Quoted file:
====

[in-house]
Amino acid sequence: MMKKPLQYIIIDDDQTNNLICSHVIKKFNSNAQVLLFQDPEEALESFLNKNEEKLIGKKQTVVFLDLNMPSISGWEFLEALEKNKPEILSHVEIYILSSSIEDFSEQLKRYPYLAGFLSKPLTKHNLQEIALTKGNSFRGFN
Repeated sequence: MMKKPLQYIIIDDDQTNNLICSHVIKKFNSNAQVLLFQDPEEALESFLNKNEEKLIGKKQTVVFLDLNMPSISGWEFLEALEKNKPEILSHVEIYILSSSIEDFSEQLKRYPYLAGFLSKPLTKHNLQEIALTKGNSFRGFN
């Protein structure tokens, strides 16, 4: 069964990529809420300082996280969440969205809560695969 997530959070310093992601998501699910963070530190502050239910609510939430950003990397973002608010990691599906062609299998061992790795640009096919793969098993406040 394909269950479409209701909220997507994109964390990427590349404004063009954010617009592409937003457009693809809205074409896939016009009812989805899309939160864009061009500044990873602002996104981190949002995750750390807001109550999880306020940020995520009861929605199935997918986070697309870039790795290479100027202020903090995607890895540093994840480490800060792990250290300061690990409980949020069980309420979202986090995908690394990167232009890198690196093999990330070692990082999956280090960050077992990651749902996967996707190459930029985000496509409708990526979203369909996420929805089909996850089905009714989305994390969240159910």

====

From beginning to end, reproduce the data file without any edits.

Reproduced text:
[in-house]
Amino acid sequence: MMKKPLQYIIIDDDQTNNLICSHVIKKFNSNAQVLLFQDPEEALESFLNKNEEKLIGKKQTVVFLDLNMPSISGWEFLEALEKNKPEILSHVEIYILSSSIEDFSEQLKRYPYLAGFLSKPLTKHNLQEIALTKGNSFRGFN
Repeated sequence: MMKKPLQYIIIDDDQTNNLICSHVIKKFNSNAQVLLFQDPEEALESFLNKNEEKLIGKKQTVVFLDLNMPSISGWEFLEALEKNKPEILSHVEIYILSSSIEDFSEQLKRYPYLAGFLSKPLTKHNLQEIALTKGNSFRGFN
């Protein structure tokens, strides 16, 4: 069964990529809420300082996280969440969205809560695969 997530959070310093992601998501699910963070530190502050239910609510939430950003990397973002608010990691599906062609299998061992790795640009096919793969098993406040 394909269950479409209701909220997507994109964390990427590349404004063009954010617009592409937003457009693809809205074409896939016009009812989805899309939160864009061009500044990873602002996104981190949002995750750390807001109550999880306020940020995520009861929605199935997918986070697309870039790795290479100027202020903090995607890895540093994840480490800060792990250290300061690990409980949020069980309420979202986090995908690394990167232009890198690196093999990330070692990082999956280090960050077992990651749902996967996707190459930029985000496509409708990526979203369909996420929805089909996850089905009714989305994390969240159910």